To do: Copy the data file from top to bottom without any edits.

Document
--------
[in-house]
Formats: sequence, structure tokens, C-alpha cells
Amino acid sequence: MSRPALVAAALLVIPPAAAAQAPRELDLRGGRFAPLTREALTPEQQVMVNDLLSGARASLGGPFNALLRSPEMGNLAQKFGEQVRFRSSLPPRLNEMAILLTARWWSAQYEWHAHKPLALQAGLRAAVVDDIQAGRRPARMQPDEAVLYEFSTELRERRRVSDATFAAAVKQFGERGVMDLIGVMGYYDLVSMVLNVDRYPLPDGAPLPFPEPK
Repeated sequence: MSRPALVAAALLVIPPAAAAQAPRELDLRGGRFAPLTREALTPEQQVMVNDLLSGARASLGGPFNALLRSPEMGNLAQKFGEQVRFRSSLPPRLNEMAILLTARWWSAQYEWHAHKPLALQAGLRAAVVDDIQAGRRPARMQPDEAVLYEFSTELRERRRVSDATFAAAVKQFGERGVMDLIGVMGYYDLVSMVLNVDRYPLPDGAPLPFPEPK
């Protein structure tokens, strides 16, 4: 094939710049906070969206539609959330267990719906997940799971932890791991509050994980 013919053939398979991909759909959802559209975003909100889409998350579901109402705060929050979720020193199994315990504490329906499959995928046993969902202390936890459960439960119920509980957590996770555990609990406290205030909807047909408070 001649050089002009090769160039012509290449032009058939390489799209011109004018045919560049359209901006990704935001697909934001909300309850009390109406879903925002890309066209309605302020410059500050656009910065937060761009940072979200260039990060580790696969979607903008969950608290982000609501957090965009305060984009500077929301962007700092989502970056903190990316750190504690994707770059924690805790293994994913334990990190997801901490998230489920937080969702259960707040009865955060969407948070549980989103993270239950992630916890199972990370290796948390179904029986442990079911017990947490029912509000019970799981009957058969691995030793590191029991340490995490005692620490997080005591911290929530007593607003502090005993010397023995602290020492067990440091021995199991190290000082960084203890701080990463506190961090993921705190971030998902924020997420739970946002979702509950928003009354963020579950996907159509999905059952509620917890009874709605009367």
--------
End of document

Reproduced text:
[in-house]
Formats: sequence, structure tokens, C-alpha cells
Amino acid sequence: MSRPALVAAALLVIPPAAAAQAPRELDLRGGRFAPLTREALTPEQQVMVNDLLSGARASLGGPFNALLRSPEMGNLAQKFGEQVRFRSSLPPRLNEMAILLTARWWSAQYEWHAHKPLALQAGLRAAVVDDIQAGRRPARMQPDEAVLYEFSTELRERRRVSDATFAAAVKQFGERGVMDLIGVMGYYDLVSMVLNVDRYPLPDGAPLPFPEPK
Repeated sequence: MSRPALVAAALLVIPPAAAAQAPRELDLRGGRFAPLTREALTPEQQVMVNDLLSGARASLGGPFNALLRSPEMGNLAQKFGEQVRFRSSLPPRLNEMAILLTARWWSAQYEWHAHKPLALQAGLRAAVVDDIQAGRRPARMQPDEAVLYEFSTELRERRRVSDATFAAAVKQFGERGVMDLIGVMGYYDLVSMVLNVDRYPLPDGAPLPFPEPK
């Protein structure tokens, strides 16, 4: 094939710049906070969206539609959330267990719906997940799971932890791991509050994980 013919053939398979991909759909959802559209975003909100889409998350579901109402705060929050979720020193199994315990504490329906499959995928046993969902202390936890459960439960119920509980957590996770555990609990406290205030909807047909408070 001649050089002009090769160039012509290449032009058939390489799209011109004018045919560049359209901006990704935001697909934001909300309850009390109406879903925002890309066209309605302020410059500050656009910065937060761009940072979200260039990060580790696969979607903008969950608290982000609501957090965009305060984009500077929301962007700092989502970056903190990316750190504690994707770059924690805790293994994913334990990190997801901490998230489920937080969702259960707040009865955060969407948070549980989103993270239950992630916890199972990370290796948390179904029986442990079911017990947490029912509000019970799981009957058969691995030793590191029991340490995490005692620490997080005591911290929530007593607003502090005993010397023995602290020492067990440091021995199991190290000082960084203890701080990463506190961090993921705190971030998902924020997420739970946002979702509950928003009354963020579950996907159509999905059952509620917890009874709605009367």